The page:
Slow-Cooker Spiced Pork Ramen
Pastured bone broth: I finally found a shelf-stable brand that is made from grass-fed cows! If you don’t have time to spend hours making your own bone broth, Kettle & Fire makes a game-changing broth from organic bones, slow-cooked to draw out the nutrients and collagen hidden deep inside. Get it here.
In keeping with the international flavor mash-up that is today’s post, I am sharing the conclusions of some personal preliminary research on whether eating local food is more environmentally-friendly. Perhaps your first thought is “of course”. Doesn’t food grown close to home help prevent global warming because it requires less fossil fuel to transport? But after reading an article on the topic of whether locally-produced food is more environmentally friendly in the journal Environmental and Resource Economics, I now know it is a more nuanced issue than I previously suspected.
The authors state in the abstract: We concentrate on the tradeoff between production and transport emissions reductions by testing the following hypothesis: Substitution of domestic for imported food will reduce the direct and indirect Greenhouse Gas (GHG) emissions associated with consumption. We focus on ruminant livestock since it has the highest emissions intensity across food sectors… While shifting consumption patterns in wealthy countries from imported to domestic livestock products reduces GHG emissions associated with international trade and transport activity, we find that these transport emissions reductions are swamped by changes in global emissions due to differences in GHG emissions intensities of production.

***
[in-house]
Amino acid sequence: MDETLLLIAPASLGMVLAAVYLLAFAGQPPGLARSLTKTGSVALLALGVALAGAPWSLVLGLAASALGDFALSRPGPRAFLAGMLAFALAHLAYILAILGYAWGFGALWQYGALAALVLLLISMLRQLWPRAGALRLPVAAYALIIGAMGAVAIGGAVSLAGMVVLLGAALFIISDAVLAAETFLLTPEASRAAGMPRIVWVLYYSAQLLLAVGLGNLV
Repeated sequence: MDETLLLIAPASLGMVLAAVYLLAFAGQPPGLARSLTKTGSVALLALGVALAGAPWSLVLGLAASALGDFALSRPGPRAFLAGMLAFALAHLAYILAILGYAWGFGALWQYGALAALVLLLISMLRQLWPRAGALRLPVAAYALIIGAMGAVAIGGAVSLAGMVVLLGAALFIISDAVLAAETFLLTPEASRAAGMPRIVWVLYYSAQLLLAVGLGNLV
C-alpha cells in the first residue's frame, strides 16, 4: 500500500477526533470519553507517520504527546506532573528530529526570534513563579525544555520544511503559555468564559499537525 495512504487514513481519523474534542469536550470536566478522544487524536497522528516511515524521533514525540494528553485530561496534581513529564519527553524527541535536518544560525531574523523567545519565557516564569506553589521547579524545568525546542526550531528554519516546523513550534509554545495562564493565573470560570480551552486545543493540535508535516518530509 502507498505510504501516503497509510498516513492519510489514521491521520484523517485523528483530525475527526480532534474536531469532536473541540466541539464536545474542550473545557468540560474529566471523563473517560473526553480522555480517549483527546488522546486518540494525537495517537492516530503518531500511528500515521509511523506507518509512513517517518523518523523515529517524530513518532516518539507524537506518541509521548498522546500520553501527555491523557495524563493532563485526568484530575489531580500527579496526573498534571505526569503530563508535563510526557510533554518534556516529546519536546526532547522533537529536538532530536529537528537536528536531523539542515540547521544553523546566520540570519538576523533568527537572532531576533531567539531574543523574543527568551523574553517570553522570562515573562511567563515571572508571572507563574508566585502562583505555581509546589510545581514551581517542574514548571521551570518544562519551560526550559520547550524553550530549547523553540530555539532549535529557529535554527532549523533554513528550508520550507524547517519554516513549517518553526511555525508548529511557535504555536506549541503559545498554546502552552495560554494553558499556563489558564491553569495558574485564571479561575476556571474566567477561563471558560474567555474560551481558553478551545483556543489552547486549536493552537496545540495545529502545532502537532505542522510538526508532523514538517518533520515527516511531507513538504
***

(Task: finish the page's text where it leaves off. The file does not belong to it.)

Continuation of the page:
This means that the environmental benefit of eating food produced locally is outweighed by the environmental cost of said local production. Why? Because producing food “intensively” (on a mass scale, in a location that enjoys advantages of climate and other environmental factors, with the addition of specialized technology, etc.) may, at least in some dimensions, be more environmentally-friendly than areas with less intensified production (because greater intensity often means more efficient).
For further reading on this topic, take a look at the following articles:
- Food Miles Don’t Go the Distance
- Food Miles are Just a Form of Protectionism
- How the Myth of Food Miles Hurts the Planet
- The Inefficiency of Local Food
Perhaps as much as we would hope that buying local food is the most environmentally-friendly option, in some cases, it isn’t. Let’s be clear, locally-produced food provides many benefits aside from fewer food miles. In addition to probable advantages of freshness, local food production can: